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Why leaders like us should make CRM a way of life & not a product you buy

Why leaders like us should make CRM a way of life & not a product you buy
Let's explore our digital options... CRM, SEO, RSS, LOLThe most frequent (and also the most irritating) question our associate David Fagan get’s asked is “Which CRM product should we buy?”. We approached David for advice since an appropriate level of digital maturity is a key to a thriving SME (and big business) in the 21-century.

‘My answer is always the same’, says David:
Successful CRM is all about creating and implementing a business strategy to:

  • GET new customers
  • KEEP existing customers
  • GROW existing customers

CRM is a philosophy, a way of thinking, a way of life – not a product you can buy. What frustrates me most is that my point of view is not new.

My ideas on exploiting technology for business advantage began to form after taking part in an MIT research programme back in the 1980s. The findings of the whole research programme were published in the book “The corporation of the 1990s: Information technology and organizational transformation” (which was edited by Michael S. Scott Morton)1.

Technology has evolved dramatically since this book was published, yet organisations and people are still making the same mistakes now as they were in the 1980s…
The key finding from this research is that successful business normally results from a good business strategy that is also:

  • properly supported by the organisational structure,
  • enabled by management processes,
  • and executed by individuals in clearly defined roles.

Technology only assists the organisational structure, management processes, and people (roles/individuals).

Looking at the recent successes of companies like Uber and Airbnb this research is still valid.

Uber and Airbnb are successful because they focus absolutely on delivering what their consumers want and need. They do this via business strategies that are disruptive (in their market sectors) and make possible a paradigm shift in the value propositions they can offer.

Supporting their business strategies, their organisational structures, management processes, and people are all optimised and aligned on achieving their business objectives.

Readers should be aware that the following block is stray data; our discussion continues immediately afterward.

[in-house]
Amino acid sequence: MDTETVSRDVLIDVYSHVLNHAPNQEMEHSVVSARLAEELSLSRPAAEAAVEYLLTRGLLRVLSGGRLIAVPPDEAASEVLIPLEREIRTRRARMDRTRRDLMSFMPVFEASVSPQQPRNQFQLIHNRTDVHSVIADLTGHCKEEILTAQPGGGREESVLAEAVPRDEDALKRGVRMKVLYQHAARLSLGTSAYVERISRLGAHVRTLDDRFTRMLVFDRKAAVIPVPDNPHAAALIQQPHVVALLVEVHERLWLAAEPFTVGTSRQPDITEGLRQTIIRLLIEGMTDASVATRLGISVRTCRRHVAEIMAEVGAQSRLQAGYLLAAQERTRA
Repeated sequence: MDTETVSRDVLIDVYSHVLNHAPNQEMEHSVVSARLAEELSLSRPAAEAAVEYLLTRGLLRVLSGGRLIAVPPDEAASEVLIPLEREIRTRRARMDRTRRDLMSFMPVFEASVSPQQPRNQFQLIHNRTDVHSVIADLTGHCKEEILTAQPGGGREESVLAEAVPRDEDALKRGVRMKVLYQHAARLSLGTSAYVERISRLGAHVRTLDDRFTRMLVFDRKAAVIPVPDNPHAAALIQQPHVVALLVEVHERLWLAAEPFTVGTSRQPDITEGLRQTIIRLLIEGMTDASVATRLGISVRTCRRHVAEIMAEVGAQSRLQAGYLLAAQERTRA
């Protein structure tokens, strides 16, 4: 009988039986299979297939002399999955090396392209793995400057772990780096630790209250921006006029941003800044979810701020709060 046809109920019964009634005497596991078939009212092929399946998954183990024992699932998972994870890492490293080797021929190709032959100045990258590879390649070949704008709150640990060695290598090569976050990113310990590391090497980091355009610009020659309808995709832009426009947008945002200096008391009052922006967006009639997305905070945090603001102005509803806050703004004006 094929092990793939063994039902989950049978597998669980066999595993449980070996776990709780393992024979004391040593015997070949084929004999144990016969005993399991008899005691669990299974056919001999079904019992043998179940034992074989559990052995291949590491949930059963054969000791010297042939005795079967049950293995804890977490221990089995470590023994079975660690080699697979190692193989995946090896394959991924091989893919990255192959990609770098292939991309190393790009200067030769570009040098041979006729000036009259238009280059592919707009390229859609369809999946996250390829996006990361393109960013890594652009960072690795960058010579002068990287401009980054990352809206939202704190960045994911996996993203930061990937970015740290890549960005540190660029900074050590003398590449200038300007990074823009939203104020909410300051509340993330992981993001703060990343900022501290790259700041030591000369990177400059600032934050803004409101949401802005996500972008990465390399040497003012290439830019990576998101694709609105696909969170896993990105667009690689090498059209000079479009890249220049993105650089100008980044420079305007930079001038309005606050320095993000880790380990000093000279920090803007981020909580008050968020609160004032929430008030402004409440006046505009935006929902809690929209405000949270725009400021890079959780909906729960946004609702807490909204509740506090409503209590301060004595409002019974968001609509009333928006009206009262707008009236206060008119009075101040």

Uber and Airbnb use technology that anybody can buy. Technology that many companies (including their competitors) are already using. They use apps. Many companies (including their competitors) use apps!

So the technology Uber and Airbnb have is not key to their success – it’s how they use their technology that makes them successful.

So when it comes to CRM, how you use technology is actually far more important than the technology itself.

CRM is a philosophy, a way of thinking, a way of life – not a product you can buy.

(Mads here) David’s point above is that CRM has to be embedded in your purpose and strategy, supported by the structure and processes in your business and enabled by dedicated resources and clear roles and responsibilities.
We all want to

  • GET new customers!
  • KEEP existing customers!
  • GROW existing customers!

Next up – a case study to illustrate the point:)

Warmest regards

Mads@synquity.com
Source: 1 “The corporation of the 1990s: Information technology and organizational transformation”.
This is the final report of a major research programme at the MIT Sloan School. The programme was initiated in 1984, under extensive corporate sponsorship, to explore the influence of Information Technology (IT) on the way in which organizations will be able to survive and prosper in the competitive environment of the 1990s and beyond. The book contains an introduction by Michael Scott Morton, and covers the following topics: the IT platform, IT and strategic management, IT and the new organization, IT and human dynamics, and IT impact on organization change and implementation.

Publisher: Oxford University Press,
ISBN-10: 0195063589, ISBN-13: 978-0195063585

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Posted by on December 5, 2016 in Business

 
 
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